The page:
According to the survey, people with college degrees were more likely to seek out information on vitamin or mineral content on other websites or social media (15%, vs. 8% of people without college degrees). Those earning at least $80,000 per year were more likely to seek out information from other websites or social media accounts (18%, vs. just 9% of those who earn $40,000 to $79,000, and 8% who earn less than $40,000). People 65 years or older were less likely to look for information about vitamin or mineral content from a food or beverage brand’s website or social media (only 1%, vs. 24% of those age 45 to 64 and 25% of those under 45).
Since this survey focused on micronutrients, which are commonly added to foods through fortification, the research also sought to examine Americans’ perceptions around this process. According to the survey, more than one-quarter of American adults said they had never heard of the term. Nearly half had heard of fortification but didn’t know much about it, and only 25% said they were familiar with it and knew at least a fair amount about it.
Of the people who had heard of fortification, most had positive beliefs about many of its attributes: 68% agreed that fortified foods and beverages can be beneficial for health, 65% said fortified foods and beverages are a convenient way to consume more vitamins and minerals, 62% said fortification is a safe way to add vitamins and minerals to products, 60% said fortification plays a role in improving the nutritional value of the food supply, and 59% said that fortifying foods and beverages can increase their nutrient density.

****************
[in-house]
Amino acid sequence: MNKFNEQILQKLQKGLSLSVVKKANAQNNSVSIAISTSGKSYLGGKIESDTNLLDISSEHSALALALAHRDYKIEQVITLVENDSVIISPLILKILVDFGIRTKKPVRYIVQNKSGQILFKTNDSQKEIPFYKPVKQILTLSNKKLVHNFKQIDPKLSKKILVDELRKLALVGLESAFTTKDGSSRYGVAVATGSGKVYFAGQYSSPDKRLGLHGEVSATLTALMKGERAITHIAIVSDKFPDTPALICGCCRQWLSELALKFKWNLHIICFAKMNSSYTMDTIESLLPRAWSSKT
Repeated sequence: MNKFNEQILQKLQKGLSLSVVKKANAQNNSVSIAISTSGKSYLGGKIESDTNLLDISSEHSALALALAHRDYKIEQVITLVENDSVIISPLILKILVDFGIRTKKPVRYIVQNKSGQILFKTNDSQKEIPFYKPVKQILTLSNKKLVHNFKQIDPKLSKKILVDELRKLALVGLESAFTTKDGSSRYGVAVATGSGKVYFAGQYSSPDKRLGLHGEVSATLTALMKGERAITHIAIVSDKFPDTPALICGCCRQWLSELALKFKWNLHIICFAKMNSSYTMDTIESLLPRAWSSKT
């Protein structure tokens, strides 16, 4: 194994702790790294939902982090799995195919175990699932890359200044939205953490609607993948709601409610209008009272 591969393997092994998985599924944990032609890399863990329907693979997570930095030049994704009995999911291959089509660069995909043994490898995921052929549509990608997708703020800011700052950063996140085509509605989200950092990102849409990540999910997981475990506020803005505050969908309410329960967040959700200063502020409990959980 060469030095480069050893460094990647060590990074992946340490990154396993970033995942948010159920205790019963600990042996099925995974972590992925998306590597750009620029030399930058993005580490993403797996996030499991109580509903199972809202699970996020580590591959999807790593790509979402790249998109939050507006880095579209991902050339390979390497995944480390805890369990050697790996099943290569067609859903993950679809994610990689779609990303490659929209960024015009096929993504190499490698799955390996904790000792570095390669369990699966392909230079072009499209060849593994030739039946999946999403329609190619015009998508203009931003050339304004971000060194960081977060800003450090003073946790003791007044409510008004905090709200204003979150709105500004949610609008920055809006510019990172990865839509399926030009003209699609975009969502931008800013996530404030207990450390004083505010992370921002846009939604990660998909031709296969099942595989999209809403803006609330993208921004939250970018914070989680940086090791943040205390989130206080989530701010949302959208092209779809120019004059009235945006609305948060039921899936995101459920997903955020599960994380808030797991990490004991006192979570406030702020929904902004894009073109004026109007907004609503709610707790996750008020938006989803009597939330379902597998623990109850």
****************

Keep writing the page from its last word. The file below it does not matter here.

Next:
Of those who had heard of fortification, nearly four in 10 said they actively seek out fortified foods or beverages. For these people, fruit and vegetable juices are the most popular source (50%), followed by dairy products (47%), breakfast cereals (46%), protein or meal replacement bars (42%) and eggs (41%).
Interestingly, being informed about fortification slightly increased the likelihood of purchasing a product with a longer ingredient list, a common feature of fortified foods. The research found that two out of five Americans (41%) were more likely to buy a product with a shorter ingredient list versus one that is longer. However, if people were informed that the longer ingredient list was due to the presence of fortified vitamins and minerals, the number of people likely to buy the product with a shorter ingredient list shrunk to 33%, while the percentage of people who are likely to buy the fortified product with a longer ingredient list rose to 67%, up from 59% when the “fortified” detail was not provided. Given these findings and the importance of micronutrients for health, informing Americans about fortification may be a key educational opportunity to help them make healthier food decisions.
Survey results were derived from online interviews of 1,023 adults conducted from March 4 to March 8, 2021, by Lincoln Park Strategies. They were weighted to ensure proportional representation of the population, with a margin of error of ±3.1 points at the 95% confidence level.
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The International Food Information Council is a 501(c)(3) nonprofit organization that promotes science-based information on nutrition, food safety and agriculture. Visit http://www.ific.org.